Schwab: “That seems to happen very, very rarely. When we first take in a phone call from a client, we basically qualify them on that phone call. How did they learn about us [and] where do our leads come from. One of the key questions I look for is, ‘Do you do a free estimate?’ If that’s the first question out of the gate, it always seems to be somewhat of an indicator that this is a person who probably is looking for something without wanting to pay you for it, even that initial service. We do not charge in this state for any estimate, and that’s pretty standard knowledge and practice. But when I have someone who asks that first, before they want to know even anything about our company, it’s kind of an indicator there. And there are several of those types of questions.
Once we have determined that this person who has called in is of some interest and we should go out and look at the job, we’ll set up an appointment and we will go out and meet with these people. At that time, that’s when we are building that relationship with the client. So although down the road we bring in a designer, it’s still part of a partnership. We don’t get involved in the design contract, but we are involved in the relationship with that client all the way through. So it’s much of what Bob does, it’s just a different way of doing it. Same thing at that initial meeting, when you look at what the client wants to do. You get an idea of what types of countertops are you looking at, what types of flooring are you looking at, how many walls are you looking at moving, what kind of plumbing changes are going to be involved here in order to do what you’re looking at. And at that time, our sales team basically will make suggestions—perhaps here’s another alternative to consider. So our process is really the building of the relationship all the way through. And we rarely have someone go out and take our numbers and competitively price it. We do sometimes get into situations where there might be two contractors. We do not encourage and we don’t spend much time on clients basically saying, ‘I’m going to take five bids and choose one of them.’ We work from the get-go to establish that relationship that we will be your contractor. We also know that we are competitively priced. And we can usually, in any type of competitive bidding like that, if it’s a comparison of apples to apples, we’re going to come in favorable.”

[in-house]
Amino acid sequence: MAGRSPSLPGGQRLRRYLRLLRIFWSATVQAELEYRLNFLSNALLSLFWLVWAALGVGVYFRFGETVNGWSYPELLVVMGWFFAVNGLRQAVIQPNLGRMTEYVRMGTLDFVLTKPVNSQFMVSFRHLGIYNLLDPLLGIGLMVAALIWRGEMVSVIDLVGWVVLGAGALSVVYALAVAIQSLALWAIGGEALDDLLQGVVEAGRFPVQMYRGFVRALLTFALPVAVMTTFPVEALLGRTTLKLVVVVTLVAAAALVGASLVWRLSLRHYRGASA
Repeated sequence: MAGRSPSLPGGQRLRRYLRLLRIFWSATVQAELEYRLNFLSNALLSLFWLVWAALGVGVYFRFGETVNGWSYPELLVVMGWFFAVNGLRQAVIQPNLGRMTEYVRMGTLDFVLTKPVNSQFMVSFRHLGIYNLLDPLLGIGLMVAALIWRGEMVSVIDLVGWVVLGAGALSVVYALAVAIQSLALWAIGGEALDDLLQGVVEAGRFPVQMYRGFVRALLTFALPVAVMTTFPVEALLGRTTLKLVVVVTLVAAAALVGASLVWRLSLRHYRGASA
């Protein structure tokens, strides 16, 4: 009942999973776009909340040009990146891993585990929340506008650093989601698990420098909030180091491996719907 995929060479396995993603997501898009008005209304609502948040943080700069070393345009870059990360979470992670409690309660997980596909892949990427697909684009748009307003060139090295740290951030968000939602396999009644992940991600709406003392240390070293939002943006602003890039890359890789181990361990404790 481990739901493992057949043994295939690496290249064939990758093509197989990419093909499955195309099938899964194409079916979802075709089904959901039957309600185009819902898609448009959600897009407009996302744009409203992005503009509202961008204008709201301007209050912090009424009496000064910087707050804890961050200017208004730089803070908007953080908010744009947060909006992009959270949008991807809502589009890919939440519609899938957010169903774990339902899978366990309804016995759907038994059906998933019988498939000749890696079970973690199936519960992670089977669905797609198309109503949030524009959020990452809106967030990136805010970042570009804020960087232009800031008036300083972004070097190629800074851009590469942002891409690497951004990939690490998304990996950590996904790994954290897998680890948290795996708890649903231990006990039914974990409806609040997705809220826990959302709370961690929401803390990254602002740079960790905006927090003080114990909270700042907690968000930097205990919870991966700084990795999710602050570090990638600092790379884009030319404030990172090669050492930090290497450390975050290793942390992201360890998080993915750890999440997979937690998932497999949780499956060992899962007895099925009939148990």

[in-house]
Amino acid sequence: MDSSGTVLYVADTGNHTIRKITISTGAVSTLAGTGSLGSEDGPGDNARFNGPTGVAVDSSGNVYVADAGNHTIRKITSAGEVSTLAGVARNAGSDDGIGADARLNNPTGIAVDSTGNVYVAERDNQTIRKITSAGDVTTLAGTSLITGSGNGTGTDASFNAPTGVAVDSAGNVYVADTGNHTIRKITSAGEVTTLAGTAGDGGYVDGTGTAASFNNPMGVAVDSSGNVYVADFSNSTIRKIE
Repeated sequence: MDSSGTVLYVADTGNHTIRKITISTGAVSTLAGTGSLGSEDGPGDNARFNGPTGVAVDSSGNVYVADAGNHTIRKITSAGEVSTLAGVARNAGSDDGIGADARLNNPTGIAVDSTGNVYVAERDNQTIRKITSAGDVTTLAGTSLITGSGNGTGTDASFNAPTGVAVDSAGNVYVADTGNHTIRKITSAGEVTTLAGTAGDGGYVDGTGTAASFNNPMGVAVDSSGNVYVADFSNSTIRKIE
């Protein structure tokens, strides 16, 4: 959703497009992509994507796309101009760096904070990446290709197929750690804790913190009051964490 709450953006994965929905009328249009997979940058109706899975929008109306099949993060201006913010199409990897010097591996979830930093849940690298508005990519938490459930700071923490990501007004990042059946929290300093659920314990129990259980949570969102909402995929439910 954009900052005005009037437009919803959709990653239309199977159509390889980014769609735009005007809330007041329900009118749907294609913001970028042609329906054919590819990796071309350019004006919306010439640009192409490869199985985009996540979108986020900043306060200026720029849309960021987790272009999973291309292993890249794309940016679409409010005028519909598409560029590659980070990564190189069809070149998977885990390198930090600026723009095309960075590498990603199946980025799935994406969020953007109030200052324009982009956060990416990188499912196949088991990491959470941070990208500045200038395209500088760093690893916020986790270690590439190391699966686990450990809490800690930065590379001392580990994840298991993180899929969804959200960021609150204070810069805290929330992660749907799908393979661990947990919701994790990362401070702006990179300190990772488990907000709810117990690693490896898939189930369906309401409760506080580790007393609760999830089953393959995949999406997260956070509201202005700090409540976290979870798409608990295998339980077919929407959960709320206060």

Swartz: How do you handle the pricing of a contract?
Peterson: “First off, we always 100 percent of the time do a fixed-priced contract. [We] don’t even go to cost-plus or time and materials. Second off, everything’s hard bid. I won’t say everything’s hard bid, but our design process allows us to literally get a hard bid for countertop X. Or we’ve got plans, [and] I can look at my framers—and we subcontract framing—and say, ‘Hard bid: What are you going to charge us to frame this?’ Same thing with demo work and so forth. So I would say that 75-80 percent of our numbers in our estimate are hard, hard numbers. The un-hard numbers are project management and things like that.”
Swartz: Does the customer ever know or ask what your markups are on subcontractors, material and/or labor? Do you itemize that breakdown for them?
Peterson: “Yes, they do ask. Our labor is plugged in at $35 an hour. Now, it’s marked up after that. And I don’t pay anybody $35 an hour, so it’s going in there as a burden-to-number and then it’s marked up. I’m not ashamed. The labor goes in here $35 an hour. Shoot, they hired a plumber for $75, so I’m not embarrassed with that. Now with our markup on it, it’s more like [the plumber].” PR